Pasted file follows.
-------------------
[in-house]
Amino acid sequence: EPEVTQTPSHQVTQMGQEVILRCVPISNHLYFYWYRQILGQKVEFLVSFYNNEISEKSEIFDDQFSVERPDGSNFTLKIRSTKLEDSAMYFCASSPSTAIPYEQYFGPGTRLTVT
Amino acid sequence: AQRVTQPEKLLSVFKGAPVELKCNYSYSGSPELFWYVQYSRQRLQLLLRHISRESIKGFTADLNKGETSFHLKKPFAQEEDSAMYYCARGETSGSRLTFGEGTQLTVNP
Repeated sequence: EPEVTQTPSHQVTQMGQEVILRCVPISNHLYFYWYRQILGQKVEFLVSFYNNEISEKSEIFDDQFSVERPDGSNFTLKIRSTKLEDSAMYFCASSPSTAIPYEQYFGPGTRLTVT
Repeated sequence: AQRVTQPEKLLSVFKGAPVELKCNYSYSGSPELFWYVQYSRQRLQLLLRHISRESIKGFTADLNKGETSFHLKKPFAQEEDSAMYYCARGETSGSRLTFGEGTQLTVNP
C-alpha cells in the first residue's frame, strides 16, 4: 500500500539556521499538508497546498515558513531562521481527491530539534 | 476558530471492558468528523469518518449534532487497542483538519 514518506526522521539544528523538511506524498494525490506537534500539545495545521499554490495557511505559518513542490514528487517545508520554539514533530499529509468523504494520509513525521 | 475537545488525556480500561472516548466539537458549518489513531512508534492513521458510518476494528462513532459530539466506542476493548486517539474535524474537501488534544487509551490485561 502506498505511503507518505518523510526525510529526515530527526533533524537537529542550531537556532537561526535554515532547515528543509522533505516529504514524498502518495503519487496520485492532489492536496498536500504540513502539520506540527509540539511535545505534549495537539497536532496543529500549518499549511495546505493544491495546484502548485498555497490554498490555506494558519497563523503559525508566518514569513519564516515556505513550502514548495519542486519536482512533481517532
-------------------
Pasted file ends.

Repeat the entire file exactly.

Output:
[in-house]
Amino acid sequence: EPEVTQTPSHQVTQMGQEVILRCVPISNHLYFYWYRQILGQKVEFLVSFYNNEISEKSEIFDDQFSVERPDGSNFTLKIRSTKLEDSAMYFCASSPSTAIPYEQYFGPGTRLTVT
Amino acid sequence: AQRVTQPEKLLSVFKGAPVELKCNYSYSGSPELFWYVQYSRQRLQLLLRHISRESIKGFTADLNKGETSFHLKKPFAQEEDSAMYYCARGETSGSRLTFGEGTQLTVNP
Repeated sequence: EPEVTQTPSHQVTQMGQEVILRCVPISNHLYFYWYRQILGQKVEFLVSFYNNEISEKSEIFDDQFSVERPDGSNFTLKIRSTKLEDSAMYFCASSPSTAIPYEQYFGPGTRLTVT
Repeated sequence: AQRVTQPEKLLSVFKGAPVELKCNYSYSGSPELFWYVQYSRQRLQLLLRHISRESIKGFTADLNKGETSFHLKKPFAQEEDSAMYYCARGETSGSRLTFGEGTQLTVNP
C-alpha cells in the first residue's frame, strides 16, 4: 500500500539556521499538508497546498515558513531562521481527491530539534 | 476558530471492558468528523469518518449534532487497542483538519 514518506526522521539544528523538511506524498494525490506537534500539545495545521499554490495557511505559518513542490514528487517545508520554539514533530499529509468523504494520509513525521 | 475537545488525556480500561472516548466539537458549518489513531512508534492513521458510518476494528462513532459530539466506542476493548486517539474535524474537501488534544487509551490485561 502506498505511503507518505518523510526525510529526515530527526533533524537537529542550531537556532537561526535554515532547515528543509522533505516529504514524498502518495503519487496520485492532489492536496498536500504540513502539520506540527509540539511535545505534549495537539497536532496543529500549518499549511495546505493544491495546484502548485498555497490554498490555506494558519497563523503559525508566518514569513519564516515556505513550502514548495519542486519536482512533481517532